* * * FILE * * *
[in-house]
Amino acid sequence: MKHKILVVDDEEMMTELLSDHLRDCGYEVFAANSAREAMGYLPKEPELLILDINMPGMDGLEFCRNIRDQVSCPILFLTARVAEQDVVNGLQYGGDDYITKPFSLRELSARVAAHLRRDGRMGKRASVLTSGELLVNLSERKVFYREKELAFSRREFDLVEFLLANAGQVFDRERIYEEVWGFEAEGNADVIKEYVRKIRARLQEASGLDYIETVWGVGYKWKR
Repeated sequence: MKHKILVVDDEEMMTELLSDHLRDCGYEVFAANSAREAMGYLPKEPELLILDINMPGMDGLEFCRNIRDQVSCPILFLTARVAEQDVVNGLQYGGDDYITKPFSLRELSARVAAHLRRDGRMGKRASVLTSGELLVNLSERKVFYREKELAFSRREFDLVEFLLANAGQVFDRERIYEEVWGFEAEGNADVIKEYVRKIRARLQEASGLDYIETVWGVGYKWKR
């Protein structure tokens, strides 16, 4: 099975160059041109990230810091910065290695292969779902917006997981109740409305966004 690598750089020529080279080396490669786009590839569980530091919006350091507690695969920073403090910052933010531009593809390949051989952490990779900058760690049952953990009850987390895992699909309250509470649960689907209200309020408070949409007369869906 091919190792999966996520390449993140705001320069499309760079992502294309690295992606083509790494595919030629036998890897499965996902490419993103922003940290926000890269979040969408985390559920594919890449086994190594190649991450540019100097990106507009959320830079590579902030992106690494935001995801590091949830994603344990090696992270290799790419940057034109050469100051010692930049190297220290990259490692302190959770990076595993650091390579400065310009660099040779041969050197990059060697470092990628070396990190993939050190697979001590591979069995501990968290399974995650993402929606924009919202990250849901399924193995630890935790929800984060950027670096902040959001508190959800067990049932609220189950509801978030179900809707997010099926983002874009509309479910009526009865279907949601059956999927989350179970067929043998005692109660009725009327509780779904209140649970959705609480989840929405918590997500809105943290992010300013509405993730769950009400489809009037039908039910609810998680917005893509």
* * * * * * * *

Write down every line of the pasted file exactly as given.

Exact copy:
[in-house]
Amino acid sequence: MKHKILVVDDEEMMTELLSDHLRDCGYEVFAANSAREAMGYLPKEPELLILDINMPGMDGLEFCRNIRDQVSCPILFLTARVAEQDVVNGLQYGGDDYITKPFSLRELSARVAAHLRRDGRMGKRASVLTSGELLVNLSERKVFYREKELAFSRREFDLVEFLLANAGQVFDRERIYEEVWGFEAEGNADVIKEYVRKIRARLQEASGLDYIETVWGVGYKWKR
Repeated sequence: MKHKILVVDDEEMMTELLSDHLRDCGYEVFAANSAREAMGYLPKEPELLILDINMPGMDGLEFCRNIRDQVSCPILFLTARVAEQDVVNGLQYGGDDYITKPFSLRELSARVAAHLRRDGRMGKRASVLTSGELLVNLSERKVFYREKELAFSRREFDLVEFLLANAGQVFDRERIYEEVWGFEAEGNADVIKEYVRKIRARLQEASGLDYIETVWGVGYKWKR
């Protein structure tokens, strides 16, 4: 099975160059041109990230810091910065290695292969779902917006997981109740409305966004 690598750089020529080279080396490669786009590839569980530091919006350091507690695969920073403090910052933010531009593809390949051989952490990779900058760690049952953990009850987390895992699909309250509470649960689907209200309020408070949409007369869906 091919190792999966996520390449993140705001320069499309760079992502294309690295992606083509790494595919030629036998890897499965996902490419993103922003940290926000890269979040969408985390559920594919890449086994190594190649991450540019100097990106507009959320830079590579902030992106690494935001995801590091949830994603344990090696992270290799790419940057034109050469100051010692930049190297220290990259490692302190959770990076595993650091390579400065310009660099040779041969050197990059060697470092990628070396990190993939050190697979001590591979069995501990968290399974995650993402929606924009919202990250849901399924193995630890935790929800984060950027670096902040959001508190959800067990049932609220189950509801978030179900809707997010099926983002874009509309479910009526009865279907949601059956999927989350179970067929043998005692109660009725009327509780779904209140649970959705609480989840929405918590997500809105943290992010300013509405993730769950009400489809009037039908039910609810998680917005893509």